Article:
In Response

by: Camel Anaturk from: Kurdistan
February 04, 2013 11:39
Jacob`s downward ladder:Dear Jacob pasha you say you dont understand-is it the bad pot,too much moonshine or you drank your boyfriend`s eau-de-cologne??? You give a new dimension to the idiom `talking turkey`!!!We all know psychiatric care in NY is not cheap and good psychopatologists are hard to find but we are willing to contribute any $$$ towards your treatment.And we can assure you that the money you make out of your inept BS BW are just not worth it.Congrats to the RFE/RL moderator allowing such wisdom on RFE pages-you really know how to make Jacks and Eugenios out of your listeners and readers!!!
In Response

by: Arthur from: London
February 04, 2013 17:19
Dear Yakov,

The reason you don't understand is because you lack a decent education. Remember, Socrates was the wisest man of Athens for recognizing when he knew nothing.

The terms "Hai" and "Haiastan" are endonyms, where as Armenians and Armenia are exonyms. A great many nations have both. Georgians call themselves Kartveli, the Japanese call themselves Nippon, etc. Are we going to use twisted Azerbaijani historian logic and claim these peoples too are not the same as the historic ones because of these endonyms?

Ancient Armenia extended from Lake Van to the Kura-Arax region. The people are the same, the language is the same, and modern Armenians ARE NOT something separate from historic Armenia as twisted pseudo-historians claim. Russia did help to create modern Armenia where the Irevan Khanate was (which by the way was part of Iran and populated by Turkic tribesman). That doesn't mean that before the arrival of Turkic tribes, the land was not Armenian. The oldest historical sites of Armenian Christianity, including the capital of the church, were on those lands. Those lands became Turkic when Shah Abbas moved the entire Armenian population to Iran. Wake up and smell reality!
In Response

by: Arturyan from: glen-den of thieves in Ca
February 04, 2013 20:52
you say I lack decent education. I have had more than enough education. However, you lack decency I guess when you think you are smart alec able to teach me of history. there never was a country called Georgia e.g. there Kolchida eg. not Georgia. NIPPON sounds similar to YAPPON or JAPAN but Armenia as far away from HAI as the Moon from the Sun. "Wake up smell the reality" is what you are saying. I am afraid soon you will smell something else. You think you can change borders by force. The same force will force you back to where you belong, however redundant it may sound to your smart alec head. :DD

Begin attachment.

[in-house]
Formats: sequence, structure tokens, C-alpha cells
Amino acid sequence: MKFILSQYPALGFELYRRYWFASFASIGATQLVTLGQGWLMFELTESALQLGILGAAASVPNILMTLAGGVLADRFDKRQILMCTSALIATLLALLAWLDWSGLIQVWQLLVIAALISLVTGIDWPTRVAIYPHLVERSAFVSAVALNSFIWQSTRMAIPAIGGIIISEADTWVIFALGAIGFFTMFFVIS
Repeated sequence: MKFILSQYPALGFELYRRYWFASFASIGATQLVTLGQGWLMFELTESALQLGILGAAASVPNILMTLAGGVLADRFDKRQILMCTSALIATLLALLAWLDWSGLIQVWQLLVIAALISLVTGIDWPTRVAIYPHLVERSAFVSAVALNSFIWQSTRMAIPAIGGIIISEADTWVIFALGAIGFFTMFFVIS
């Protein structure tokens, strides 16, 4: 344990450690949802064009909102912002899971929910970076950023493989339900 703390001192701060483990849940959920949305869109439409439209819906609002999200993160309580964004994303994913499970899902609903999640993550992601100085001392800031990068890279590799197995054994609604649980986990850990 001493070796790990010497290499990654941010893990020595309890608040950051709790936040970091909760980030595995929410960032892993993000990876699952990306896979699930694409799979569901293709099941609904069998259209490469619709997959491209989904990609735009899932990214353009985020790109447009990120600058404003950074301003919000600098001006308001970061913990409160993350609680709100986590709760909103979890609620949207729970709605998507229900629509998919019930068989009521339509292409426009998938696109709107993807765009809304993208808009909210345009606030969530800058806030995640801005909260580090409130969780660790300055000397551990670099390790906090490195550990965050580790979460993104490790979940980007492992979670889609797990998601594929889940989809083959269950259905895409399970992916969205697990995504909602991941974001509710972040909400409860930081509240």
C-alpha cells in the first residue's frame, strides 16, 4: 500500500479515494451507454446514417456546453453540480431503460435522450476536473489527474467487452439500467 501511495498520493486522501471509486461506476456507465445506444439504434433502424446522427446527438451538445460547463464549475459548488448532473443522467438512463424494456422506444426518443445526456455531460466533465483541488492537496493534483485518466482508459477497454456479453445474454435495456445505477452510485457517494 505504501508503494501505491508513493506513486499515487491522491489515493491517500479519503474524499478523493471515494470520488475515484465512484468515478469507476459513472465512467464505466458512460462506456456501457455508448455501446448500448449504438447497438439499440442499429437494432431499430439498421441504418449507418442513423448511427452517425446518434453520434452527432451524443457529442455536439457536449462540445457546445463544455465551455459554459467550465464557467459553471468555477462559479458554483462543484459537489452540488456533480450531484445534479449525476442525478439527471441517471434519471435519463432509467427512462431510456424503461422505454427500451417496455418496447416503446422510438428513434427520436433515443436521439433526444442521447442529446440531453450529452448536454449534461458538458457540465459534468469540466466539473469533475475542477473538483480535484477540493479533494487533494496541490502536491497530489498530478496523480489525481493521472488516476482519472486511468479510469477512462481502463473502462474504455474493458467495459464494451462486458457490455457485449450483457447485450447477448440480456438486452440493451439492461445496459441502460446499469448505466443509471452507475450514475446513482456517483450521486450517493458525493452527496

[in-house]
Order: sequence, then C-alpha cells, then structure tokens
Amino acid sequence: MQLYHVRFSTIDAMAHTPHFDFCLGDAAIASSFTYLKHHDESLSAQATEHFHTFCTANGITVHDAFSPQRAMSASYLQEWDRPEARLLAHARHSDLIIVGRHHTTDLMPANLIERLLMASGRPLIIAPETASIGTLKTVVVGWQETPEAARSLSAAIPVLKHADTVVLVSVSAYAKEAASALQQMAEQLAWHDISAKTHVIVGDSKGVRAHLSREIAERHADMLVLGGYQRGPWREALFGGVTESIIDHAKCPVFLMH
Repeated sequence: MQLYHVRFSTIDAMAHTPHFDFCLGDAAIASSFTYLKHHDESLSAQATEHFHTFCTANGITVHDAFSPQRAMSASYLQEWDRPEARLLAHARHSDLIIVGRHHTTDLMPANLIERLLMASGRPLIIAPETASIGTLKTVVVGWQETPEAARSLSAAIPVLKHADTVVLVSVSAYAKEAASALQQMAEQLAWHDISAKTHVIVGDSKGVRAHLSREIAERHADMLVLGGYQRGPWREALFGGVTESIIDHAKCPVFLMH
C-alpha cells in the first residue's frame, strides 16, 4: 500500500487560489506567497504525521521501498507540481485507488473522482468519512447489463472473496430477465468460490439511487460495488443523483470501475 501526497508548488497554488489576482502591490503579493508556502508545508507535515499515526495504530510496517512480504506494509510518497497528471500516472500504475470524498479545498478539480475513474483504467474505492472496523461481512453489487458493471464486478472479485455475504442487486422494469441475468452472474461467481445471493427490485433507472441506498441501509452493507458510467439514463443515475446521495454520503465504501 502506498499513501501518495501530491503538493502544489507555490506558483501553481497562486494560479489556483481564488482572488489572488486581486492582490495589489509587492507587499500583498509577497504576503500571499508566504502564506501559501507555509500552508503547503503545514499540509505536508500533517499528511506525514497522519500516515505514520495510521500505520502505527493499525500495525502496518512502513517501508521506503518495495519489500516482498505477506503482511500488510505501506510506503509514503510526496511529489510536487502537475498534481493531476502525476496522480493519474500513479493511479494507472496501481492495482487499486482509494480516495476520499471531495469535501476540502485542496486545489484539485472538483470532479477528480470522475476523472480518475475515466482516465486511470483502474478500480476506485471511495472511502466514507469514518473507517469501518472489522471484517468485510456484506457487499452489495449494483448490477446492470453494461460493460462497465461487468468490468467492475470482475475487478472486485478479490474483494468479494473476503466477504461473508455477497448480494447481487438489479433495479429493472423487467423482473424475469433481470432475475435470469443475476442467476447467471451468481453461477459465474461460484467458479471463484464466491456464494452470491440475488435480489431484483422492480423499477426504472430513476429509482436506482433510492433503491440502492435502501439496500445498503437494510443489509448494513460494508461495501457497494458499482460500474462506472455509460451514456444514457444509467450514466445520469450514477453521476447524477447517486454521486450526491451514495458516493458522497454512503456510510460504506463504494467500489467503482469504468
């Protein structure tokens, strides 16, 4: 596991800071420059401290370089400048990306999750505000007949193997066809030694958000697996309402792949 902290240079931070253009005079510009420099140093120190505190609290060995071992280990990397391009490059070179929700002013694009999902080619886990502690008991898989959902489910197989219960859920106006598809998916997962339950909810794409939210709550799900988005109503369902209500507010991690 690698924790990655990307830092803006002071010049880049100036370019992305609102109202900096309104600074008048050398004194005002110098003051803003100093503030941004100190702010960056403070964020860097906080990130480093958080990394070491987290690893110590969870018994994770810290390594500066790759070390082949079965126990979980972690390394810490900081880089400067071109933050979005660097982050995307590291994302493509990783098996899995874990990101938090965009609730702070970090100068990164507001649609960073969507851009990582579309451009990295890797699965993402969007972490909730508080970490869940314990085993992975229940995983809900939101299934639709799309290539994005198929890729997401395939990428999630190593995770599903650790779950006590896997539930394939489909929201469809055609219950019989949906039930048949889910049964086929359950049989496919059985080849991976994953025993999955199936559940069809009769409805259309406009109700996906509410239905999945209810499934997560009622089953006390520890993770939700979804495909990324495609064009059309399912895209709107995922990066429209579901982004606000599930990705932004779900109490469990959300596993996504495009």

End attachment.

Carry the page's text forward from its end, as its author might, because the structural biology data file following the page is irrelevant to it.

In Response

by: parvenu from: US
February 07, 2013 14:18
Armenians drove away russians, georgians, kurds and greeks?? You are misinformed, son. Nobody would ever think of driving them away. Is your post based on any facts?

by: John Harduny from: Reston, VA, USA
February 02, 2013 03:21
Aylisli's novel is a breath of fresh air for Azerbaijan, where the political and social environment is dominated by hysterical and bizarre anti-Armenian racism from the Stone Age. It is a novel about the historical town of Agulis in what is now Nakhichevan in Azerbaijan - the (former) home of one of the most ancient and exotic Armenian communities, the Zoks. They were massacred in Dec. 1919 at the time when Azerbaijan willingly became Ottoman Turkey's accomplice in carrying out the Armenian Genocide. A sad story. The novel is available online, in Russian.
In Response

by: Murad Javanshir from: Baltimore, MD
February 04, 2013 05:51
Azerbaijan has fresh air, as you say. When are guys gonna have fresh air?? The air you breath is more than 100 years old. And it is called anti-turkic racism. The reason you hate Azeris is that you believe that Azeris are Turks, which they are NOT. Azeris are as much Turks as Americans English. And by the way the so-called Armenia was created in Caucasus 100 years ago by Russia as vassal state when your ancestors run away from Turkey. The sole reason why Russia has successfully divided the Caucasus (Transcaucasia) is because of this vassal state.
In Response

by: Camel Anaturk from: Kurdistan
February 04, 2013 11:47
Jacob from NY,Murad Javanshir from Baltimor,MD,aaaah,we didnt know there were so many Arshin Mal Alans in the land of the free and home of the brave!!! That is another proof that the USA was created by azeri turks who gave the land and the whole world Civilization,Culture,Demuckracy and not just the Turkish Bath,Cheap Oil and the Child Bride Harems!!! Azer Akbar !!! Ali Baba Ilham-even more akbar!!!
In Response

by: harduni marduni from: huyastan
February 04, 2013 18:24
I can see that you are a camel, harduni, and etc. But it does not change the essence. Wherever you are and whatever names you are hiding behind will not help you. Just like when your armenian criminals stole millions of US money under fake medical system (anyone can google: armenians stole millions in US) and the feds busted them, so all of your lies about the history will be buried soon, and the whole world will find out how you have stolen our history, music, food, and even carpets (in Geneva I saw Azerbaijan carpets sold in a central store as Armenian - how stupid!).